That is actually one of the reasons why I started the effort to run a Debian userspace on FreeBSD in the first place, back in 2002. Let me point out that at the time 2.4 was the current linux kernel, and it was nowhere near as well run as 2.6 has been.

Also, having maintained production systems on Debian for years, I was convinced at that time that Debian is superior to every other system available in terms of maintenance and ease of upgrades.

I was not as sold on Linux.

Reply Score: 2

strange idea
by _xmv on Thu 8th Oct 2009 10:37 UTC
_xmv
Member since:
2008-12-09

I have yet to find a really strong reason for doing so.
I'm quite happy with my linux/debian system and my freebsd systems.

Both kernels offer very similar features with minor exceptions (usually, things exist as patches like jails) and arguably similar performance.

The userland is all BSD licensed which makes things easy when you are using this in a company. Also, the BSD userland is pretty good. The port system is also quite fine. Maybe all that people wanted was a binary repo for the ports, but decided to switch the whole userland to GPL-licensed programs to do so.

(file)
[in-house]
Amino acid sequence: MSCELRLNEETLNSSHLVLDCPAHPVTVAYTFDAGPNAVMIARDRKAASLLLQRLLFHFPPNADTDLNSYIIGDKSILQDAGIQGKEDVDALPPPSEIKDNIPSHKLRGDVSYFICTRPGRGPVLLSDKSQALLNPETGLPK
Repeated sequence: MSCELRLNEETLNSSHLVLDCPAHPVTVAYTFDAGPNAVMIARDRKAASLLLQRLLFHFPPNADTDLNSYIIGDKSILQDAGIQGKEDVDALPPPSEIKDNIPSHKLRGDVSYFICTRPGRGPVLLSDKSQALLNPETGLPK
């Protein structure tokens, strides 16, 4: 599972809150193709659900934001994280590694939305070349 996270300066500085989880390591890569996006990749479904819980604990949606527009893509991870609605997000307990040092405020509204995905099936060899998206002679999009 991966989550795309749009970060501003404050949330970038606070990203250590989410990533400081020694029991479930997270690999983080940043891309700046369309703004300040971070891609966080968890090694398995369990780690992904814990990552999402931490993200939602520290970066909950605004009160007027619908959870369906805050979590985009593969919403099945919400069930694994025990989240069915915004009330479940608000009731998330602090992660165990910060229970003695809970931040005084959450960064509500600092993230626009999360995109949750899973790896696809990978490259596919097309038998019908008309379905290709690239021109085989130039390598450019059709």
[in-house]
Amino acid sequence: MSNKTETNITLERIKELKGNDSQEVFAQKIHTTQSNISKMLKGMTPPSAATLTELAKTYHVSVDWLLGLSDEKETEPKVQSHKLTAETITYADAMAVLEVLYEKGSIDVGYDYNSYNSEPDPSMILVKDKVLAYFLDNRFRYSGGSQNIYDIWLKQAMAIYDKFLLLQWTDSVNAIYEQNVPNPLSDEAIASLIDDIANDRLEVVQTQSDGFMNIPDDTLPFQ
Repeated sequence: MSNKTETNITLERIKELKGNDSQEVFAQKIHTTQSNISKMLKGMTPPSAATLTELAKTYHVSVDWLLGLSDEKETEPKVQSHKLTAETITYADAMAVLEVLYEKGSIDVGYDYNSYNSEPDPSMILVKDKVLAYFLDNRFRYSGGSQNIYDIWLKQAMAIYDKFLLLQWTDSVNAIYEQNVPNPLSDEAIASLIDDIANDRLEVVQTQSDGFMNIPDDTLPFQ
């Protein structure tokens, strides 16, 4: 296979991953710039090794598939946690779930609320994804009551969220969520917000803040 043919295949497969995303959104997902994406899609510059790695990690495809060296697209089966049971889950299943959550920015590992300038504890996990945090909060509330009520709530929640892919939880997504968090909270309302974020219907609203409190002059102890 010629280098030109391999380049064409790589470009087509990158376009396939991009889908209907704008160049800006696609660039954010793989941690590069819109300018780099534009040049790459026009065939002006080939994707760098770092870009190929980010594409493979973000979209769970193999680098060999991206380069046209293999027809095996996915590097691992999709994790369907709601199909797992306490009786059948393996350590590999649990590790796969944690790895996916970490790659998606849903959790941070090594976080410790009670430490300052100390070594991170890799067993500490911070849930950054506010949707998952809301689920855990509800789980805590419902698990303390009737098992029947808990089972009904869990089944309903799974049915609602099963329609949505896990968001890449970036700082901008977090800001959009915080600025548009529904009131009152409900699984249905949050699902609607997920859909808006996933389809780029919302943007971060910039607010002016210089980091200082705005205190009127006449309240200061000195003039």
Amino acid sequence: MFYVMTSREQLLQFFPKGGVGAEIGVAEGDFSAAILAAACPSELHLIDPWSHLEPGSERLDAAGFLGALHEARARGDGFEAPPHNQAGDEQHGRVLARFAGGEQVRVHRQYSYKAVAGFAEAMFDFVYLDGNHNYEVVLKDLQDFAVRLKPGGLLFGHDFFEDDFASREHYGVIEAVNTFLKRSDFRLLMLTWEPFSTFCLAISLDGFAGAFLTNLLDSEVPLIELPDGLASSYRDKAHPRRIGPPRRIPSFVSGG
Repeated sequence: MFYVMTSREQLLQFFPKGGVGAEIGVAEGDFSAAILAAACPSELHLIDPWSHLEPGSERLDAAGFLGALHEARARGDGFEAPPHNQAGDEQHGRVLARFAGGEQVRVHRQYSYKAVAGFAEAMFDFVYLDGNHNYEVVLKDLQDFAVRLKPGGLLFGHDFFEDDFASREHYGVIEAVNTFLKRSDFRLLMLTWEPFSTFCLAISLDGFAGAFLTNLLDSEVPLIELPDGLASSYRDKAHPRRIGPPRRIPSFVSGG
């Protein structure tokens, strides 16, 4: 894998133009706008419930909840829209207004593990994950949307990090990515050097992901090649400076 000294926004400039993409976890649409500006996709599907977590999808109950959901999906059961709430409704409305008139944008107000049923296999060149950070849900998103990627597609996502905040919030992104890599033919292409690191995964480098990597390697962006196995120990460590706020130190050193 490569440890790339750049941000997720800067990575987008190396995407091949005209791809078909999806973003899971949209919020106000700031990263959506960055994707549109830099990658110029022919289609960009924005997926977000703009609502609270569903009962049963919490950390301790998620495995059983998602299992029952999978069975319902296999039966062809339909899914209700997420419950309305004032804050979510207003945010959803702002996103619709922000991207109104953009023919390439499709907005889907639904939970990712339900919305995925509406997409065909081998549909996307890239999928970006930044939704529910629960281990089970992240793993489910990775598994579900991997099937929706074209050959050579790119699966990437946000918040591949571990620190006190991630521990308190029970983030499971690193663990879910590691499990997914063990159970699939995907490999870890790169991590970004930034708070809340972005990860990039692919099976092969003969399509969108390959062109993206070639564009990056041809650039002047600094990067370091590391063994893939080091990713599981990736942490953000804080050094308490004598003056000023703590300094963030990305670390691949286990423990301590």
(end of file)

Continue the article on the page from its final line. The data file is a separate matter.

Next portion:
Reply Score: 2

RE: strange idea
by maaxx on Thu 8th Oct 2009 11:49 UTC in reply to "strange idea"
maaxx Member since:
2007-11-06

Maybe all that people wanted was a binary repo for the ports


This is what I fantasise about, and a long term supported repo from which I could update my servers.
Freebsd-update is good, but it only covers the very base system. Maybe enterprisebsd.com will get there, should the project ever start. I'd like to see FreeBSD taking back the datacentres.

Reply Score: 1

RE: strange idea
by dindin on Thu 8th Oct 2009 13:51 UTC in reply to "strange idea"
dindin Member since:
2006-03-29

Maybe all that people wanted was a binary repo for the ports, but decided to switch the whole userland to GPL-licensed programs to do so.